if (((\$st.ToCharArray() | Group-Object -NoElement | Sort-Object Count -Descending))[0].Count -gt 1) {"duplicates found"} else {"all unique"};
}

# Testing
\$strings = ("Hello World", "unique", "abcdefghijklmnopqrstuvwxyz1234567890-+","Developer Challenge", "test4","tes_5");
Foreach (\$str in \$strings) {
UniqueChars \$str;
}``````

1 - Take the String and break it up into a character array.
2 - Like SQL, Group and Sort the query. Group the character objects and sort them in descending order so the count of the greatest number of characters comes first.
3 - In Powershell, the object returned from the Grouping function is Microsoft.Powershell.Commands.GroupInfoNoElement which is essentially a dictionary (array of key/value pairs) with a Key (aka Count) and a value. The key/count is the number of times the letter was in the string, and the value is the letter itself. Since we already sorted this array by count, we just want the first index of the array, [0].
4 - With the indexed value into the array of group and sorted characters, we select the count and put it in a conditional (if greater than 1).
5 - There is no ternary operation that I know of in Powershell, so I just used a regular if statement to encapsulate everything in one line and could be broken out if necessary for readability.
* Testing - Create an array of strings and for each string, call the function and pass it in.

#258

Solution 1:
Casting the string to a set will remove any duplicates, so by comparing the length of the set vs the length of the original string will reveal whether there are any duplicate characters. Using the boolean value from comparing the two lengths as an index for the tuple is a neat little trick that I read about recently.

``````def compare(s):
print(("Not Unique", "All Unique")[len(set(s)) == len(s)])
compare("Subnautica ")``````

Solution 2:
The string classes built in count function returns the number of times a character is present in a string, so by iterating over the string and checking whether the count function returns a value greater than one will tell if all the characters are unique.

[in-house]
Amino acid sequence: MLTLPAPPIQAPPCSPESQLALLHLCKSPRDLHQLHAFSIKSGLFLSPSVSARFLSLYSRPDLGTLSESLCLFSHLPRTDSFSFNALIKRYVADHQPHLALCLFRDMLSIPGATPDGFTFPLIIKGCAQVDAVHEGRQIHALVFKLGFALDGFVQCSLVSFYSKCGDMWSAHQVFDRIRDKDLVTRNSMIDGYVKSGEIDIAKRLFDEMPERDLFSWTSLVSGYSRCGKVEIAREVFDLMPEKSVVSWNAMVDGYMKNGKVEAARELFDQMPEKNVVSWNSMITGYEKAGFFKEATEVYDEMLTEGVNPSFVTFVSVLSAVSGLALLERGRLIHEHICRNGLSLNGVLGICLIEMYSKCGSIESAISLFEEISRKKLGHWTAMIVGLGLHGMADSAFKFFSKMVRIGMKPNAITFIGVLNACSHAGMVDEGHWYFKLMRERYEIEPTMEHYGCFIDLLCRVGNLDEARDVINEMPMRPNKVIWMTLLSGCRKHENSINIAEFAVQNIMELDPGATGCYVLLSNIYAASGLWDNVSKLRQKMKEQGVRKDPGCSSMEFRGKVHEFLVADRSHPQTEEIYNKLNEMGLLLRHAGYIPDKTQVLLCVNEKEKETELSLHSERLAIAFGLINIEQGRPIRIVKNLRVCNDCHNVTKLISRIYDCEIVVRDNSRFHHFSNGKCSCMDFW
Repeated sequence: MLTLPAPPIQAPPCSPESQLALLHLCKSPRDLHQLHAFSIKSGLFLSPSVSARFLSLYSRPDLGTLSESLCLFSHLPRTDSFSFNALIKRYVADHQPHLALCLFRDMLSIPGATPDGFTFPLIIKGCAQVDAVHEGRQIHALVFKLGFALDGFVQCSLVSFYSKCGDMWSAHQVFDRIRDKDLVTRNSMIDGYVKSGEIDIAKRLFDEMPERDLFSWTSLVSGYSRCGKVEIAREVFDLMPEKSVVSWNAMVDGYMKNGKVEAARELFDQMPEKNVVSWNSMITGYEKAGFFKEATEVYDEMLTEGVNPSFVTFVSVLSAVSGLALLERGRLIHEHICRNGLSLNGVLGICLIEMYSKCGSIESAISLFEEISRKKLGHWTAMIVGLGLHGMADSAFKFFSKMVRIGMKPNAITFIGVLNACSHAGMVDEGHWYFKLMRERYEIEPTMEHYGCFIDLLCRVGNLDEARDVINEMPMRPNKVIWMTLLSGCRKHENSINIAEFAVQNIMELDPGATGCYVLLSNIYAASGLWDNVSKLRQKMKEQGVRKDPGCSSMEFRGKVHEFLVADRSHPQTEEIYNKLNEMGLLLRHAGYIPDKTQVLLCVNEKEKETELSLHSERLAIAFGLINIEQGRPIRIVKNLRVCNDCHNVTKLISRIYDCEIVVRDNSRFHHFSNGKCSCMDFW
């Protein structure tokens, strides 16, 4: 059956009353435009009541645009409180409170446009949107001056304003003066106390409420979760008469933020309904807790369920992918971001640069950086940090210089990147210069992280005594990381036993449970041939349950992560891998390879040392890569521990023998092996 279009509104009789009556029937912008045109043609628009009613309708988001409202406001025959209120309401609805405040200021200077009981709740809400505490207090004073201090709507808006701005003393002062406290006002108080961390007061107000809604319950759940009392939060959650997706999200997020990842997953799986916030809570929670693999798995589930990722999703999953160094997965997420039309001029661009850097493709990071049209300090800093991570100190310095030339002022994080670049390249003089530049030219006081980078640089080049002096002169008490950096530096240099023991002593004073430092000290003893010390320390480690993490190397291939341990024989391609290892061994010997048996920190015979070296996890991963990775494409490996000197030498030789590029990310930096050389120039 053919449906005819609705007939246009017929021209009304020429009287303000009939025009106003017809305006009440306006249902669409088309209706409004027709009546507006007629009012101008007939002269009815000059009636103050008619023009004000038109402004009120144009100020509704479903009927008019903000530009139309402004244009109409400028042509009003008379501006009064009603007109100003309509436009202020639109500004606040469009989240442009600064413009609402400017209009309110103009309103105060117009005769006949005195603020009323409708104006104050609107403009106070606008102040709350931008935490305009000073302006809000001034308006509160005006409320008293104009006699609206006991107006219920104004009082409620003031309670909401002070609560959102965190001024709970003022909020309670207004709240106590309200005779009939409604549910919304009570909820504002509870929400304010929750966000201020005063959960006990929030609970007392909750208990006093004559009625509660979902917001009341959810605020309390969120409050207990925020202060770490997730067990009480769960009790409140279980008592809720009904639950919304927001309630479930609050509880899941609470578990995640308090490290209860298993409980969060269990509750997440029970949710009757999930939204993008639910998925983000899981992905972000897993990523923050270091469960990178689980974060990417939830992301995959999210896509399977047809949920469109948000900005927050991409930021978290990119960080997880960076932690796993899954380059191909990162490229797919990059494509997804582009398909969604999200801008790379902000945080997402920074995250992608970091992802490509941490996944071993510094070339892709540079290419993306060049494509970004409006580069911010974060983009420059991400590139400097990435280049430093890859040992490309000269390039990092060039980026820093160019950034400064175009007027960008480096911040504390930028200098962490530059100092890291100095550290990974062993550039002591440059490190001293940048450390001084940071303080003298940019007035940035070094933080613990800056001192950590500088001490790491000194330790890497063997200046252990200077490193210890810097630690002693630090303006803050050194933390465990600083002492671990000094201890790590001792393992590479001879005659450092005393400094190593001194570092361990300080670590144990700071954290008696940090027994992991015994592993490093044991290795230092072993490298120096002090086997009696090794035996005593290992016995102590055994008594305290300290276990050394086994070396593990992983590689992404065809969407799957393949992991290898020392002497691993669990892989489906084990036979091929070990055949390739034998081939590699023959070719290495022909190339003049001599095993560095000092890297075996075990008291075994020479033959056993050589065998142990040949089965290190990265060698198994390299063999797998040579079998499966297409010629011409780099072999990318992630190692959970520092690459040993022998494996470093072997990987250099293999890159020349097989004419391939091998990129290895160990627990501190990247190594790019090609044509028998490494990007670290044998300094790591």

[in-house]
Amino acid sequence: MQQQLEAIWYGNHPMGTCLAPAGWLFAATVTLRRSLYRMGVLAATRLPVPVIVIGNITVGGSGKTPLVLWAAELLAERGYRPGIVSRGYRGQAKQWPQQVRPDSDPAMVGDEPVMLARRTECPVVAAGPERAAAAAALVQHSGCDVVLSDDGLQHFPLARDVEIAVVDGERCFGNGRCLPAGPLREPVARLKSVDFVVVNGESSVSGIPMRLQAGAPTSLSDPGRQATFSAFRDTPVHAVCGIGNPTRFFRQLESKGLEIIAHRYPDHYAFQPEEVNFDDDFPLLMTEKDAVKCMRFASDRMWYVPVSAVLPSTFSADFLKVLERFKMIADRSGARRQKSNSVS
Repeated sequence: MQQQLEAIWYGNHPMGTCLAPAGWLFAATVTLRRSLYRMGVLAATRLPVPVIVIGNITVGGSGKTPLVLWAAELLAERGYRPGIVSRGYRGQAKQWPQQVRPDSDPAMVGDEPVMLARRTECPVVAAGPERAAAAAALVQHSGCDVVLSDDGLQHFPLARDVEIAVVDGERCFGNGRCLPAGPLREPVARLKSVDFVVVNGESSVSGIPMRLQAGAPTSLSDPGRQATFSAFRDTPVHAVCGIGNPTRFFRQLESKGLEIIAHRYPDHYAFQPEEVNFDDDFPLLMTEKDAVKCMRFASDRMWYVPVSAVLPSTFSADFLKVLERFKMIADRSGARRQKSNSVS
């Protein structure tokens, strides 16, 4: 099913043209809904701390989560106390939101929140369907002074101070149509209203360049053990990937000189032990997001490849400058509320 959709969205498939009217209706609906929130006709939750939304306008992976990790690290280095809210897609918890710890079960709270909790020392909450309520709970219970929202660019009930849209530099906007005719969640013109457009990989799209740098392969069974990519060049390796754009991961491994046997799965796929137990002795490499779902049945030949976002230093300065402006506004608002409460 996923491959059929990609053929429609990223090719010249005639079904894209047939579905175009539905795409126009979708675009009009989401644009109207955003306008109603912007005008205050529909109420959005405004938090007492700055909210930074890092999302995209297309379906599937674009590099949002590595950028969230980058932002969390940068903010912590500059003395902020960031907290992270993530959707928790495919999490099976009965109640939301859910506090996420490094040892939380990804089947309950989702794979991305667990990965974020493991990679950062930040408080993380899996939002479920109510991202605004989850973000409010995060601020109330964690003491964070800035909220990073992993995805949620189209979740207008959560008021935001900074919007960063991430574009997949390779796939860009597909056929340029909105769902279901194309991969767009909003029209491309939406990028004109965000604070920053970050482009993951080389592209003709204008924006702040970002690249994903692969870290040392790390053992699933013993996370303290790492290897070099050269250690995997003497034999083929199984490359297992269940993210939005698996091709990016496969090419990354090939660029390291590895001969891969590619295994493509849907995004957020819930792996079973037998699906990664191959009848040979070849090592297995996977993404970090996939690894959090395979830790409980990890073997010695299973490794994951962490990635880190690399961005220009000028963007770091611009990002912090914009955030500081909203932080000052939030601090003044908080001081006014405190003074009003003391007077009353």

``````def compare(s):
for letter in s:
if s.count(letter) > 1:
print("Not Unique")
return
print("All Unique")

compare("Markiplier")``````

#259

My initial intuitive thought was to use an arraylist to add the chars and check if any of the current being added char was already there:

``````public boolean isUnique(String str) {
ArrayList<Character> ocurrences = new ArrayList<Character>();
for (Character letter : str.toCharArray()) {
if (ocurrences.contains(letter)) return false;
ocurrences.add(letter);
}
return true;
}``````

Then I proceeded to the Extra Credit and realized all the work could be done directly on the string, going through it and using the "indexOf(int ch, int fromIndex)" on each char, passing the parameter "fromIndex" as the "current index + 1":

``````public boolean optimizedIsUnique(String str) {
for (int i = 0; i < str.length()-1; i++) {
if (str.indexOf(str.charAt(i), i+1) != -1) return false;
}
return true;
}``````

#260

I used perl regular expressions to solve this. The logic goes as follows -

• sort the characters in the string (not very efficient for very long strings)
• use regular expression to keep only one copy of the character in case characters are repeated in the sorted string. The entire regular expression translates to - "Any character followed by the same character one or more time is to be substituted by that character."
• (.) - Matches any one character and create a group of that character for later use.
• \1 - Is backreference and refers to the previously selected character.
• + - Plus sign in regular expression means one or more time.
• Compare the length of the processed string with the original string and print results

``````sub hasAllUniqueChars {
my (\$chars) = @_;

# sort the string (not very efficient for long strings
my \$processedChars = join('', sort(split //, \$chars));

# Only keep the unique characters
\$processedChars =~ s/(.)\1+/\$1/g;

if (length(\$processedChars) == length(\$chars)) {
print "All Unique","\n";
return 0;
} else {
print "Duplicates found", "\n";
return 1;
}

}``````

#261